Funeral arrangements have not yet been made for our dearest Julio, but Power fans are standing by earnestly awaiting the time and place they can pay their final respects to a d-boy who simply wanted to make money. Sunday night (July 30) fans of the Starz scripted drama unexpectedly bid farewell to a Toros Locos turned east coast distributor when a hit was ordered on his life.

The beautifully tragic moment has been in the making all season long as Dre (played by Rotimi) showed his jealousy when he questioned Tommy about why Julio was chosen as distro over him. Dre then tried to sabotage Julio at every turn, whether it be attempting to make Julio look like a snitch when he told Tommy he was in with the feds longer than anyone else, or just not showing up for the drop. Dre's intentions were made clear and were obvious to everyone except Julio.

VIBE spoke with J.R. Ramirez about his colossal final scene as Julio, the hours it took to put it all together and the slightly weird parting gift received after four years with the show.

VIBE: If you were here right now, I just want to say I'd give you a big hug.
J.R. Ramirez: [Laughs]

How did [Power creator and showrunner ] Courtney A. Kemp break the news to you?
They told me a few months in advance that it was coming. We were shooting Season Four, it was kind of in the beginning when we found out. You know, it's that kind of thing where, let's be real, this is Power, it's the kind of show where it can happen to anybody. We're always numbered. We're always counting our days. At every single table read after the scripts come out, I have this app on my phone. It puts in the whole script and I can actually put in my character name and scroll to the end. So for the end of Season One it was like 'Alright, I don't have a bullet to the back of the head, so I'm still here' because you never know. But I was more than blessed enough to be able to get four years out of it.

When you found out Dre was going to be the one to set you up were you surprised?
As an actor? It made sense. It completely made sense. I think Julio, the character, is obviously loyal to a fault. That's what got him killed: blind loyalty. He just really wanted to do well and move up and make money and take care of his family, which was something that we were going to show at some point but never came out. He was doing all of this for his grandmother. He finally got a raise and wanted to move up in the game, and with Dre being the snake that he is, beautifully played by Rotimi, who's my brother from another, it just made sense. I couldn't see it from anybody else but him. [Julio] didn't really build a relationship with Kanan, which is another one I can see it coming from. This season there was this really beautiful power struggle created between Dre's character and Julio's character. It's so funny because Julio is super smart so when I saw that he walked into the warehouse by himself I was like 'Ahh, c'mon! Really?'

Yeah, I was like 'Dude!?'
But that's the show. We need that shock value, you know?

Tell me about filming that scene because Julio didn't go out without a fight. I was so happy for him. I was at home rooting for him like 'Yes! Get 'em, Julio!'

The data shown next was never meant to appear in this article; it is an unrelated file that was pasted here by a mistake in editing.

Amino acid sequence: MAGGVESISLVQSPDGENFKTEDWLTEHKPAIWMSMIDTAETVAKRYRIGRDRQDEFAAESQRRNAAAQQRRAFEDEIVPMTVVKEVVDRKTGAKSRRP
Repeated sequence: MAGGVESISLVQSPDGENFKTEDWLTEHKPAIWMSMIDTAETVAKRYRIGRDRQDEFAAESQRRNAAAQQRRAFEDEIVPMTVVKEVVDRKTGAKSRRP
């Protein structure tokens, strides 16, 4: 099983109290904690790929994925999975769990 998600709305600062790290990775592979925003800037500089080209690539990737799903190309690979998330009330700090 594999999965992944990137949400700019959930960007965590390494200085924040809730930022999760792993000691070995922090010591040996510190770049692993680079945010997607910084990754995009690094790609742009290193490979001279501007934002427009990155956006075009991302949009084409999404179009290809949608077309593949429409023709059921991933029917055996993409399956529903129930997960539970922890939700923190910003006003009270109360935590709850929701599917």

That's one thing when I read it. I could've gotten a bullet to the back of the head. He was already soft enough this year. [laughs] I was so proud the way the writers, Gary Lennon, who's a dear friend and one of the most talented people I had the pleasure of working with. I'm so happy he's the one that killed me and the fact that Gary gave Julio that strength and he was able to go out with that strength . Scene wise, that's the hardest thing I've ever done in my career. It was like a 17 hour day. I broke my hand.

Wait. You broke your hand?
Yeah, I've got the scars to show it. About five, six hours into it. There's a lot of action and a lot of stuff going on. One of the pipes used to break one of the guy's face in, props gave me this Styrofoam thing and it had a hole in it and on one of the takes where I get my Achilles sliced, you have to fall and commit and you know, I want to do all my stunts, and you're starting to learn like 'Bro, let that stunt guy do it' I'm like 'Man, I've been putting in work for four years, I want to do this sh*t myself. ' So the pipe got stuck in my pinky and I fell on top of it and my chest took the fall and I heard a snap.

Ah that sucks
Now, I'm like five hours in and everyone's like freaked out and my hand just blew up. I put some ice on it and said 'I'll be fine' and then we did another 12 hours. That was the longest, most difficult scene I've ever done in my career. I definitely pulled it out like a trooper. The next morning my girl was like 'You should probably go get that checked.' I got it checked at like 9:30 in the morning and by 5 I was having surgery. I tore like three ligaments in my pinky bone. My pinky bone was a little sideways, but it's all good.

The part where I had to turn away was when homeboy cut the '718' off your neck.
Yeah, it's hard to watch.

How did they physically do that?
Well, we have Craig Lindberg, our makeup specialist who is one of the best in the game and you know it's a prosthetic they put over my neck. It took about two hours to put on. I had to go a few weeks before and get the whole molding done to my exact neckline and they put this prosthetic over you. It's a thin skin and then they cut it out and they put blood in it...

Yeah, that's a lot.
It's crazy. [Craig] actually gave me the piece that says '718' as a gift.

Oh, that's gross.
It was so touching. It was cool, a little weird, but you know. [Laughs]